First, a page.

According to The Pew Research Center, most Americans “networks contain a range of social ties that consist of friends, family, coworkers, and other acquaintances. This includes a handful of very close social ties and a much larger number of weaker ties.” In fact, the average Internet user has 669 social ties.

That’s important research for generating word-of-mouth referrals.

So how does my personal network operate? Maybe not like you think. Whether I’m online or offline, I don’t quibble about whether I’m rewarded for sharing my knowledge, experience and passion. I learn a great deal by engaging with different people, disciplines and cultures. I assume that the people I encounter know more than me and can teach me something. Even the friction of reconciling conflicting perspectives and opinions is invigorating. Having a reciprocal listening style creates connection and social currency and from that comes greater visibility online. That’s how I cultivate a relevant and robust network. My mindset assumes abundance not scarcity.

Worry not that no one knows you, seek to be worth knowing. —Confucius

In many cases, I see more value in my weaker social ties than I do my stronger ties. Why? In sociology. the “strength of weak ties” is a well-established principle that helps us understand how information flows through a social network. Think of interpersonal ties as information-carrying connections between people like you and I. The quality of our “tie” is either strong, weak or absent. Gaining a deeper understanding for how personal network operates enables you to more strategically deploy that network to generate online word-of-mouth referrals. “Indeed, it might not be who or what you know that creates advantage, but rather more simply, who you become by dint of how you hang out—the disadvantaged hang out with folks just like themselves, while the advantaged engage folks of diverse opinion and practice.” That’s a Ronald S. Burt quote. He’s the author of Neighbor Networks: Competitive Advantage Local and Personal and a Professor of Sociology and Strategy at The University of Chicago Booth School of Business. Social Media in many ways simplifies and accelerates our ability to leverage our weaker social ties. But as Don Pepper notes,

…Most of us aren’t very strategic when it comes to the best way to take advantage of the enormous potential of our own social networks.

Tapping into weaker ties is strategic and needs to be part of any serious business development plan. The best way to understand how to leverage these weak ties is by example:

  1. Job hunting. In a 1973 landmark study called, The Strength of Weak Ties, Mark Granovetter of John Hopkins University, found that the best leads for job opportunities are more likely to come from your more distant acquaintances (weak ties) rather than your close friends (strong ties). Why? As explained by Cornell professors, David Easley and Jon Kleinberg in Networks, Crowds, and Markets, “The closely-knit groups that you belong to, though they are filled with people eager to help, are also filled with people who know roughly the same things that you do.” The point: our distant acquaintances have the ability to expose you to job openings that you and your friends just can’t know about.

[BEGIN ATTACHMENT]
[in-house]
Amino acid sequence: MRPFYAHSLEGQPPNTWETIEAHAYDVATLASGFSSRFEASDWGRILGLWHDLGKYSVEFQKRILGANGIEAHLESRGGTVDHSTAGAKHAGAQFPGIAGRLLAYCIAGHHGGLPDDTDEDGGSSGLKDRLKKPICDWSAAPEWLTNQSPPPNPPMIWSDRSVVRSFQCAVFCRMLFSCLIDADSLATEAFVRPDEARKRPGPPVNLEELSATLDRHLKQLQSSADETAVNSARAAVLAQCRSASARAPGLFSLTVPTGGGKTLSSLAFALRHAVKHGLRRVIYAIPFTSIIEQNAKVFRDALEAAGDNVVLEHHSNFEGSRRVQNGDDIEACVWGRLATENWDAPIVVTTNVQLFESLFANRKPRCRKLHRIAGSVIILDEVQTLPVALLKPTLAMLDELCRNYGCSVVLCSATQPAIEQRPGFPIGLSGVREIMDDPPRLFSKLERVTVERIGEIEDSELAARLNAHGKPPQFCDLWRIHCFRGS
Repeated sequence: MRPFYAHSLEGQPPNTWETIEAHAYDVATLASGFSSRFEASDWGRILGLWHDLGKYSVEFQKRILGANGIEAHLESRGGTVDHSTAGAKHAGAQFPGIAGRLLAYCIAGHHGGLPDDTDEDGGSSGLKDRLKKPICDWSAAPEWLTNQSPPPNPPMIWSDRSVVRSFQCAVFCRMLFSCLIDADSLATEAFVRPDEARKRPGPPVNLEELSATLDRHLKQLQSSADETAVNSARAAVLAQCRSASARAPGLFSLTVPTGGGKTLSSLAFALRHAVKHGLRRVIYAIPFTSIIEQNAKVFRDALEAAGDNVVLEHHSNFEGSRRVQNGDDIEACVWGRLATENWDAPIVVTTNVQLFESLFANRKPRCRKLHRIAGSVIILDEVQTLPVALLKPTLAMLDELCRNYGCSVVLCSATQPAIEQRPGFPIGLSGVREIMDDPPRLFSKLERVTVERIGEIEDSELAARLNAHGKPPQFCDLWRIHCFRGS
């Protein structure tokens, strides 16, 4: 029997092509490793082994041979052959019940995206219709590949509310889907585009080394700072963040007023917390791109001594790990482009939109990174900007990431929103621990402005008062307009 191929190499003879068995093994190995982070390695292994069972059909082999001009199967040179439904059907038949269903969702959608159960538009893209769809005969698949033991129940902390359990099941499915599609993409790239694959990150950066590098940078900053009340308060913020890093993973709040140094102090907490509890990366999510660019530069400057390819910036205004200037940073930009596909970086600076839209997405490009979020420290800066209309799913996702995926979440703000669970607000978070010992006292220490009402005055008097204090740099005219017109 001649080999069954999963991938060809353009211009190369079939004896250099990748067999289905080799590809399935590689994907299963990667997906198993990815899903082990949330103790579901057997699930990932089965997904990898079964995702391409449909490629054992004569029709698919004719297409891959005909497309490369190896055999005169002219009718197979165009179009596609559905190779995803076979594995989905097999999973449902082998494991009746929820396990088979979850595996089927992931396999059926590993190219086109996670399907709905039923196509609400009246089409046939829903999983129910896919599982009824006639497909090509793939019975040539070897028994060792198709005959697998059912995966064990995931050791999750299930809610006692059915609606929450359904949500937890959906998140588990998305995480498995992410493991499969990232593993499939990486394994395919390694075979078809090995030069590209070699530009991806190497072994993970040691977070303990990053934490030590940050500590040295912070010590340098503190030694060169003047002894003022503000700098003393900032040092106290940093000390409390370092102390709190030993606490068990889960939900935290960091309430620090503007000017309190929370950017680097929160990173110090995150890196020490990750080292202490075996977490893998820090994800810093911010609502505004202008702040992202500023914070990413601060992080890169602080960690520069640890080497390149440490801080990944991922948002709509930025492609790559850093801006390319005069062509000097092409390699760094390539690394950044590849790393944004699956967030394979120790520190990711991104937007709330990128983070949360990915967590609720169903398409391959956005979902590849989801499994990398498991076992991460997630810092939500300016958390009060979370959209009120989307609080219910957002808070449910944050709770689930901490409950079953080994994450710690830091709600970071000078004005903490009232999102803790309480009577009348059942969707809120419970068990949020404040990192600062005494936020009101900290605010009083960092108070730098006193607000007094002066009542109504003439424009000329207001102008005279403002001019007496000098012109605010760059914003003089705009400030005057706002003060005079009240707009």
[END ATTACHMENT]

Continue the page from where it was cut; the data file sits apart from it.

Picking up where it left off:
2. Deal flow. Venture capital firms that share details about investment strategy secure access to more opportunities that they would otherwise. The research published in the Harvard Business Review shows that these VCs “more than make up for whatever competitive edge they lose by giving outsiders a peek at what they’re up to.” The point: top-performing VCs are using social media to discuss the “very information they once held close to the vest” in order to leverage weak ties to improve deal flow.
  3. B2B professional services. Think about generating new business in the B2B space or expensive purchases. In The Unexpected Way To Use Your Social Network Strategically, Don Pepper counsels that “if you use a straight-ahead business-development plan, you’ll develop a laundry list of leads and opportunities to be followed up. While this can be useful, the truth is that a great deal of such business comes in via the referral of others. And how can you increase your access to such referrals? You guessed it–by concentrating on your weak ties, rather than on your strong ties. By developing your own network of industry colleagues and blog or Twitter followers, for instance, you get access to their connections with others.” The idea is to arm your weak-tie prospects “with the tools necessary to appeal to their own networks.”
  4. Brown-nosing. Stop the brown-nosing. As Pepper points out, “it’s long been thought that the best way to get ahead is to hitch your wagon to a senior star” but Professor Burt’s book, Neighbor Networks, debunks this myth. Burt suggests that there’s “no advantage at all to having well-connected friends.” According to Burk and Pepper you’re better off developing and maintaining a diverse range of relationships to ensure healthy, stimulating “exposure to diverse ideas and behaviors.”


Weeds are flowers, too, once you get to know them. —A.A. Milne (Winnie-the-Pooh)

So, find a way to be visible online. Listen to your weaker social ties and follow them. Share your knowledge and expertise to demonstrate that you are “worth knowing.” Seek out diversity. Be open to new concepts, ideas and people. Like Pepper says, the whole point is to arm your “weak-tie prospects with the tools necessary to appeal to their own networks.” How you are strategically using your personal network to grow your business? I love to hear your thoughts and perspectives. Weak-Strong-Absent image courtesy of Wikipedia